The safety of fillings made with mercury will get another look in light of persistent complaints that they may cause health problems.
Studies have found no evidence that the fillings are dangerous, except for rare cases of allergic reactions, health officials say. The US Food and Drug Administration (FDA) will ask a panel of outside experts if it agrees with that conclusion or sees reason to worry.
Mercury is known to be toxic to the brain and kidneys, but health officials say the mercury vapors emitted from fillings during brushing and chewing are too small to cause harm. Also called dental amalgams, the silver fillings are about half mercury and half a combination of other metals.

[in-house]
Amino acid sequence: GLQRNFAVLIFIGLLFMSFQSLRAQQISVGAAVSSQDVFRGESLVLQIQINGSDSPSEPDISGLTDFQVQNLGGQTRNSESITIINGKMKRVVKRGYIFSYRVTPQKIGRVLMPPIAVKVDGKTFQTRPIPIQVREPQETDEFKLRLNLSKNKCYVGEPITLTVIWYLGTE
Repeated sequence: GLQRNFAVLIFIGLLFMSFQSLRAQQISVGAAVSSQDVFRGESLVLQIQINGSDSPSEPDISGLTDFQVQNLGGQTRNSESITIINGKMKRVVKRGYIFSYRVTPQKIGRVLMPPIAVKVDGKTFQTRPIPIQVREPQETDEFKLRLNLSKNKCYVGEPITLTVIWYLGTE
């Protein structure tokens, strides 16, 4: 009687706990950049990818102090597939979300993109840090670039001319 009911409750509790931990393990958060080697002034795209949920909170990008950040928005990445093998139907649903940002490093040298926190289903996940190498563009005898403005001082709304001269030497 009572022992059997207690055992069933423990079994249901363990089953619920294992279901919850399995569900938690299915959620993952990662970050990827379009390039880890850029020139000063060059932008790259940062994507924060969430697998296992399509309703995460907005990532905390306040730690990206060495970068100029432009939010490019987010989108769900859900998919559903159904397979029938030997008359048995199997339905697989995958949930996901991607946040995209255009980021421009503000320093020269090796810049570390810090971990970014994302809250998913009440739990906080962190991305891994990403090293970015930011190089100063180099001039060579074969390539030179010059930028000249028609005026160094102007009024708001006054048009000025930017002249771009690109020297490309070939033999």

The FDA analyzed research since 1997, when the US Public Health Service issued a report saying data did not support claims that silver fillings caused serious health problems in humans. A review of 34 studies produced nothing to contradict that finding, the FDA says in a draft report prepared for an advisory panel meeting. The weight of evidence does not support the hypothesis that exposure to mercury via dental amalgam restorations causes adverse biological outcomes, the agency says.
The ADA says fillings remain a valuable option because they are durable, easy to use, and relatively inexpensive.
[Reuters, September 4, 2006]